Chip shortages and trends such as electrification and autonomy will drive 50 per cent of the top 10 automotive original equipment manufacturers (OEMs) to design their own chips, according to Gartner, Inc.
This will, in turn, provide OEMs with more control over their product roadmap and supply chains.
“Automotive semiconductor supply chains are complex,” said Gaurav Gupta, research vice president at Gartner.
“In most cases, chipmakers are traditionally Tier 3 or Tier 4 suppliers to automakers, which means it usually takes a while until they adapt to the changes affecting automotive market demand. This lack of visibility in the supply chain has increased automotive OEMs desire to have greater control over their semiconductor supply,” added Gupta.
Additionally, the current chip shortage is primarily with mature semiconductor technology node devices fabricated on smaller 8-inch wafers, where capacity expansion is difficult.
“The fact that the automotive industry has been conservative in qualifying older devices on larger wafer sizes has also hurt them and will likely motivate them to take chip design in-house,” said Gupta.
This model of moving chip design in-house, or popularly known as ‘OEM-Foundry-Direct’, isn’t unique to the automotive industry. It will further intensify among tech companies as some changes happen in the semiconductor market.
“Semiconductor chip foundries, such as TSMC and Samsung, have provided access to cutting-edge manufacturing processes, and other semiconductor vendors have given access to advanced intellectual property that makes custom chip design relatively easy,” as per the report.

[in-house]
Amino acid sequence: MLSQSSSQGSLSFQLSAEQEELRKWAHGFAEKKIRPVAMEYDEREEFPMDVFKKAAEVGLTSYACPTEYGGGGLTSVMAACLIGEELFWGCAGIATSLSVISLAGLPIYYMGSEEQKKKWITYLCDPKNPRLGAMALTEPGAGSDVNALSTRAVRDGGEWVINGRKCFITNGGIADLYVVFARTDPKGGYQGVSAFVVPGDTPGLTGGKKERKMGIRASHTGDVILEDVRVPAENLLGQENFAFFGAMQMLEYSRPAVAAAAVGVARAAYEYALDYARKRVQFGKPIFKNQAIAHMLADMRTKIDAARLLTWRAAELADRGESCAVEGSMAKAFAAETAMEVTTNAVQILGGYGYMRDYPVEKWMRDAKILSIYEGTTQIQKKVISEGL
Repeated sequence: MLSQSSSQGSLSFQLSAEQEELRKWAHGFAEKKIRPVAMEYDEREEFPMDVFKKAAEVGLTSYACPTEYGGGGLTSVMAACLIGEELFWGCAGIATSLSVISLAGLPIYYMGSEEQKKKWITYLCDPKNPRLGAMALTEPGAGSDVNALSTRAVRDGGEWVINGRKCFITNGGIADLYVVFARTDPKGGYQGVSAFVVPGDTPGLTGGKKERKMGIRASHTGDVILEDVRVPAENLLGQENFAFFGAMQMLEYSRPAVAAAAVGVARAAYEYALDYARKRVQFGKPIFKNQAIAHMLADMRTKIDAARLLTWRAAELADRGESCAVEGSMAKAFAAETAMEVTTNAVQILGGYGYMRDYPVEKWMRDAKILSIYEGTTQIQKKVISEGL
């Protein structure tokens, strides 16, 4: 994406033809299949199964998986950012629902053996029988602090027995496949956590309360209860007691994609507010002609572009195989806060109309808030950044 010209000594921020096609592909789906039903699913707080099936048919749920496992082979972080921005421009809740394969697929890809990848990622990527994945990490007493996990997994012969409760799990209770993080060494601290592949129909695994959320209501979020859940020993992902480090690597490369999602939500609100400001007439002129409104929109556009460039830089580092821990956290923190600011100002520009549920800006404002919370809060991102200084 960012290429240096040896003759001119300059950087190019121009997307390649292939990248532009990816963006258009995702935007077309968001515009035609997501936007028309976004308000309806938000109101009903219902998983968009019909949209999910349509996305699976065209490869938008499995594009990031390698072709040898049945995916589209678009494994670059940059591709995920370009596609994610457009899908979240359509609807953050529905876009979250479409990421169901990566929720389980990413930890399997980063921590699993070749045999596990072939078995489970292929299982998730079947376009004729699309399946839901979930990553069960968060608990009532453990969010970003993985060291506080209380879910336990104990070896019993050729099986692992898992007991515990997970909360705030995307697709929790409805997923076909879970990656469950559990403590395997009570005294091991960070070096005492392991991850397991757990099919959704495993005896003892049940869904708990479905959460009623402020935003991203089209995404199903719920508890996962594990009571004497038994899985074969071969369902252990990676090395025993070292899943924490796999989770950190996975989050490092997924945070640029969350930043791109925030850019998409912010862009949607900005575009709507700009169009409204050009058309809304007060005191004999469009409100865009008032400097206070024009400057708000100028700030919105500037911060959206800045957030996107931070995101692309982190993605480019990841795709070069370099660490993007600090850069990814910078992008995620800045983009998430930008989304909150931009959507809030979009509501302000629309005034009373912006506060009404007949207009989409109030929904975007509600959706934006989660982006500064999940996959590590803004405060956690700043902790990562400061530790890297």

“We also anticipate that the lessons learned from the microchip shortage will further drive automakers to become tech companies,” said Gupta.
By 2025, the average sale price of new vehicles will exceed $50,000 in the U.S. and Germany, Gartner further predicted. This will lead to greater repair and upfit of older vehicles.
“This price acceleration will likely shrink the overall number of sales of vehicles and increase the market for parts and upgrades as people seek to keep existing vehicles on the road longer,” said Mike Ramsey, research vice president at Gartner.
Gartner analysts expect the market for new vehicles to remain flat or even decline in the face of rising prices. Meanwhile, automakers will push new services and upgrades of equipment and computers to extend the lives of existing vehicles.
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